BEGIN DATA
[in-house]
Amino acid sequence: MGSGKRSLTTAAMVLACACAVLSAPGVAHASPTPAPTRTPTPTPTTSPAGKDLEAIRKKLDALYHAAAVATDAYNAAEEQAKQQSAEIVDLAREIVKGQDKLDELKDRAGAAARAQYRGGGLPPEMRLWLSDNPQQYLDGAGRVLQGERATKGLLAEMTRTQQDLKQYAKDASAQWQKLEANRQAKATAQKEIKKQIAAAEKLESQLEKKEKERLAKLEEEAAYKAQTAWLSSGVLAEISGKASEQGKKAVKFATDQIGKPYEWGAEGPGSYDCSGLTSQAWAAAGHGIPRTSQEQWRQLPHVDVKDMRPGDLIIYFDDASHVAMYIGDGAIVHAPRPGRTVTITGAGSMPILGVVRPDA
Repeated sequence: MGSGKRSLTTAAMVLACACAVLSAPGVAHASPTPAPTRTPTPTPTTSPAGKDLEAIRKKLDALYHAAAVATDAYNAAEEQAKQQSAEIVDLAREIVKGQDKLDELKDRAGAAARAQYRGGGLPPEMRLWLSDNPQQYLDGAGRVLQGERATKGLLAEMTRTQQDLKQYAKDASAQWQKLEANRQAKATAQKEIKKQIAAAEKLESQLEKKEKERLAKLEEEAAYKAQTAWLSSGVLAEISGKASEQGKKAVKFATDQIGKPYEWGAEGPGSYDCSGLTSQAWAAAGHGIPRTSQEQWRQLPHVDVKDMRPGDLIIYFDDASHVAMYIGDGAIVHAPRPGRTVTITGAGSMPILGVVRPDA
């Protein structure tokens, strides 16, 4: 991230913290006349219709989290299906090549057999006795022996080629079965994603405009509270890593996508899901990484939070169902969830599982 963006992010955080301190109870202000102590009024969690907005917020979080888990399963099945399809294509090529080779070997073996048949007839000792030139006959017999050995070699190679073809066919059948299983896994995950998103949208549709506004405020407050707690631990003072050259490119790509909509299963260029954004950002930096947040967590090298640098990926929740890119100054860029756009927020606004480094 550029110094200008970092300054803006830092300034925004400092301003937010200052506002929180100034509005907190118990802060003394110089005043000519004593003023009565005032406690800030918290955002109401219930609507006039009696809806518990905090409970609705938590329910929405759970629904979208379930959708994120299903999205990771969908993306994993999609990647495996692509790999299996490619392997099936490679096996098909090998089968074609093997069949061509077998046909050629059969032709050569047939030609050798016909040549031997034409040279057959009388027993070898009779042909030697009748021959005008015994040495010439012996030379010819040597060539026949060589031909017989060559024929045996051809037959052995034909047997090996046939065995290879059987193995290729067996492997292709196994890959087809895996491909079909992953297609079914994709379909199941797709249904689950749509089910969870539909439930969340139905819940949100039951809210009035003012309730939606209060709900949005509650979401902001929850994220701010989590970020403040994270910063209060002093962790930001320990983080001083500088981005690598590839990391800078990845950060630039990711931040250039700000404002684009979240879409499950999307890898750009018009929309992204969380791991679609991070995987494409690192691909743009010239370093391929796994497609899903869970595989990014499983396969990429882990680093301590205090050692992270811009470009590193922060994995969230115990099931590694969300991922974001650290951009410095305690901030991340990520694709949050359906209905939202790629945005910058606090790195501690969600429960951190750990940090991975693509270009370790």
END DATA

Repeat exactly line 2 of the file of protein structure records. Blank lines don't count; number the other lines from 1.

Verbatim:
Amino acid sequence: MGSGKRSLTTAAMVLACACAVLSAPGVAHASPTPAPTRTPTPTPTTSPAGKDLEAIRKKLDALYHAAAVATDAYNAAEEQAKQQSAEIVDLAREIVKGQDKLDELKDRAGAAARAQYRGGGLPPEMRLWLSDNPQQYLDGAGRVLQGERATKGLLAEMTRTQQDLKQYAKDASAQWQKLEANRQAKATAQKEIKKQIAAAEKLESQLEKKEKERLAKLEEEAAYKAQTAWLSSGVLAEISGKASEQGKKAVKFATDQIGKPYEWGAEGPGSYDCSGLTSQAWAAAGHGIPRTSQEQWRQLPHVDVKDMRPGDLIIYFDDASHVAMYIGDGAIVHAPRPGRTVTITGAGSMPILGVVRPDA